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Welcome to MicroEd. Quick facts for big issues. I'm John Lewis, Assistant Professor of Emergency Medicine at Emory University in Atlanta, Georgia, and founder of Emergency Medicine Remix. If you missed it, check out Part 1 where we discuss social determinants of health and how your zip code is a more powerful predictor of health than your genetic code.
Here's what we're gonna learn in Part 2. How to change our focus to addressing social determinants of health to eliminate health inequities and improve both public and individual health. Do you remember the Flint water crisis? It's like that old saying, "There must be something in the water." well, that is a powerful example of the social determinant of health of neighborhood and built environment. It shows how it impacts inequities in a really, really powerful way. When it comes to health, upstream events have powerful downstream consequences that travel very far downstream. Putting all of this together, social determinants of health, dance, water, kind of makes this a river dance. Google it. It was big in the nineties. Research shows us that most diseases, including trauma, are a result of environmental, social behavioral, and upstream factors, rather than biology, and that's even truer for health inequities. And that's huge and a little overwhelming. What can you do?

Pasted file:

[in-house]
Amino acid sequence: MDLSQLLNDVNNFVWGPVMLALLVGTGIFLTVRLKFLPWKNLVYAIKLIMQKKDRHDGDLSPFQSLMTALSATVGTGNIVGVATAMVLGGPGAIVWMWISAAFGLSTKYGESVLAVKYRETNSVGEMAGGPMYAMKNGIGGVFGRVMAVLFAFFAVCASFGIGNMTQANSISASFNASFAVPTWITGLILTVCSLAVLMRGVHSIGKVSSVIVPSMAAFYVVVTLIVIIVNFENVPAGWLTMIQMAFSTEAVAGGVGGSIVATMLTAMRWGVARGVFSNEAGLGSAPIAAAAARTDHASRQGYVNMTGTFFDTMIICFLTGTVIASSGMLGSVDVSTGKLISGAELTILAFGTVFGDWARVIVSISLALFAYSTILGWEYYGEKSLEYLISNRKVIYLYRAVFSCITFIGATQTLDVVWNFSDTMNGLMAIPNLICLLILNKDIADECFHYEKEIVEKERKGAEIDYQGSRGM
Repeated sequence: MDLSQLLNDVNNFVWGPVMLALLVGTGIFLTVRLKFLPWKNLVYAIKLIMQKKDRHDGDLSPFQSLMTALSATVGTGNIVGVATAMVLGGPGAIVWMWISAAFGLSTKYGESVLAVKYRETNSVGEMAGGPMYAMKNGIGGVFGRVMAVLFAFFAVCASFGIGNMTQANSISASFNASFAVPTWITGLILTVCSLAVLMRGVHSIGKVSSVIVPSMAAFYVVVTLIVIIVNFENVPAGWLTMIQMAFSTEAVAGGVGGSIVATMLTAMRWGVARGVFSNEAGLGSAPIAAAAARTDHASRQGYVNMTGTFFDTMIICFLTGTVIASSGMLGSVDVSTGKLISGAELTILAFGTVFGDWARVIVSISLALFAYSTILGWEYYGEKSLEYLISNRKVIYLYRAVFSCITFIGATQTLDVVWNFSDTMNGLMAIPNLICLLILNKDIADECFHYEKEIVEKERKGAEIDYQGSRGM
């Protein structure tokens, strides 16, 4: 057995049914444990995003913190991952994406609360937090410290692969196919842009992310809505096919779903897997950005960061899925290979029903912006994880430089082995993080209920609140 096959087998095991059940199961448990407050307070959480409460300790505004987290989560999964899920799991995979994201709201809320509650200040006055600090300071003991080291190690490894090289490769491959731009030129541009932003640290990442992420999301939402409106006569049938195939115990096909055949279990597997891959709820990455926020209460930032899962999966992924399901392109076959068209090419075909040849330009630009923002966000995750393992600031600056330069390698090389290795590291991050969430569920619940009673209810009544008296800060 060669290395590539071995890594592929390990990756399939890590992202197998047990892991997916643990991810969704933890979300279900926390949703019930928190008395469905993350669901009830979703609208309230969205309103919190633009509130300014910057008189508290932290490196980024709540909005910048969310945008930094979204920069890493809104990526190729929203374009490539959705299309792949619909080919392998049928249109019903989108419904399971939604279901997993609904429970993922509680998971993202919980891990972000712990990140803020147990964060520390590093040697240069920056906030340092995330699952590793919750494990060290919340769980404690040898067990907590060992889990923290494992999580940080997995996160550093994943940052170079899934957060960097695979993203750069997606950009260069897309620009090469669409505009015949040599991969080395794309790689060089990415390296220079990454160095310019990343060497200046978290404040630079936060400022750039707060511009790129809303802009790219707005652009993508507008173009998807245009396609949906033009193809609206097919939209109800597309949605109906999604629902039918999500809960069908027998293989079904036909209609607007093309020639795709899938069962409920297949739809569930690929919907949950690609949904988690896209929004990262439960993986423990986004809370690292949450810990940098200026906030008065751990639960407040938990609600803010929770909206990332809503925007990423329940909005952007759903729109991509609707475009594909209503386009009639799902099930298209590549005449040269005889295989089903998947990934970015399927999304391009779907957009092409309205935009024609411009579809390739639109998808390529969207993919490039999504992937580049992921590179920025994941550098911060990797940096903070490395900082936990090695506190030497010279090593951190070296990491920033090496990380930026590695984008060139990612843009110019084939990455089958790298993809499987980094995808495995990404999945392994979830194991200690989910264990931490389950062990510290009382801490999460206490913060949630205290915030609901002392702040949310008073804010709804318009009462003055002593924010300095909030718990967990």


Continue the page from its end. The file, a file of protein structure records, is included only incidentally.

Better yet, what can we do? Here are five things. I like to call them the social change method. Number one, educate each other through formal and informal research and study. Two, advocate on the personal level as well as the policy level. Three, collaborate with all stakeholders. Do with, not just to and for. Four, innovate. Look for new and old solutions. New doesn't necessarily mean good, and old doesn't necessarily mean bad. Five, celebrate your shared successes. Okay, there's one more. Six, repeat. Just remember, food access is a social determinant of health. It's not just about what you eat, it's about what you ate. A-T-E. Bad joke. Addressing social determinants of health is the most powerful form of medicine we will ever practice. In keeping with the theme, I'd like to leave you with this MLK quote. "Let justice roll down like water and righteousness as a mighty stream." Thank You.